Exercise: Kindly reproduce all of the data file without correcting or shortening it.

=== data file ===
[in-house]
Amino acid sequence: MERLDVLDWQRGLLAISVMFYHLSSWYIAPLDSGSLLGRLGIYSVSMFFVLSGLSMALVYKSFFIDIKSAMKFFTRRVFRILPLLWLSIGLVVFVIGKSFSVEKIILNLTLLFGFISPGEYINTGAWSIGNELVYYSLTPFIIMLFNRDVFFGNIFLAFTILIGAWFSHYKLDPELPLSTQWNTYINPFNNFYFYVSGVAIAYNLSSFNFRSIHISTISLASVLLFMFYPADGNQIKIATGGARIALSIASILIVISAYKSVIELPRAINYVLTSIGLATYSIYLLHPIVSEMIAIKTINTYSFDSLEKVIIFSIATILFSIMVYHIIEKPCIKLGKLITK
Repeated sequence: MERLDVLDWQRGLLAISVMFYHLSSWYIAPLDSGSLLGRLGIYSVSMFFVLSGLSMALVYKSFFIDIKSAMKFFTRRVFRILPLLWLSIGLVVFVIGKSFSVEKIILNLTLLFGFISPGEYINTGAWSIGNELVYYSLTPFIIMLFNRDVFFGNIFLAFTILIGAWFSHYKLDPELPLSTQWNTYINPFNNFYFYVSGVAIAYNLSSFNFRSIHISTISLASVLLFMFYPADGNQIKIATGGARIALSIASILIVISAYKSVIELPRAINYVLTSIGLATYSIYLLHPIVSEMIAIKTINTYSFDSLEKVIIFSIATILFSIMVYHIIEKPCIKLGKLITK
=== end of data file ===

[in-house]
Amino acid sequence: MERLDVLDWQRGLLAISVMFYHLSSWYIAPLDSGSLLGRLGIYSVSMFFVLSGLSMALVYKSFFIDIKSAMKFFTRRVFRILPLLWLSIGLVVFVIGKSFSVEKIILNLTLLFGFISPGEYINTGAWSIGNELVYYSLTPFIIMLFNRDVFFGNIFLAFTILIGAWFSHYKLDPELPLSTQWNTYINPFNNFYFYVSGVAIAYNLSSFNFRSIHISTISLASVLLFMFYPADGNQIKIATGGARIALSIASILIVISAYKSVIELPRAINYVLTSIGLATYSIYLLHPIVSEMIAIKTINTYSFDSLEKVIIFSIATILFSIMVYHIIEKPCIKLGKLITK
Repeated sequence: MERLDVLDWQRGLLAISVMFYHLSSWYIAPLDSGSLLGRLGIYSVSMFFVLSGLSMALVYKSFFIDIKSAMKFFTRRVFRILPLLWLSIGLVVFVIGKSFSVEKIILNLTLLFGFISPGEYINTGAWSIGNELVYYSLTPFIIMLFNRDVFFGNIFLAFTILIGAWFSHYKLDPELPLSTQWNTYINPFNNFYFYVSGVAIAYNLSSFNFRSIHISTISLASVLLFMFYPADGNQIKIATGGARIALSIASILIVISAYKSVIELPRAINYVLTSIGLATYSIYLLHPIVSEMIAIKTINTYSFDSLEKVIIFSIATILFSIMVYHIIEKPCIKLGKLITK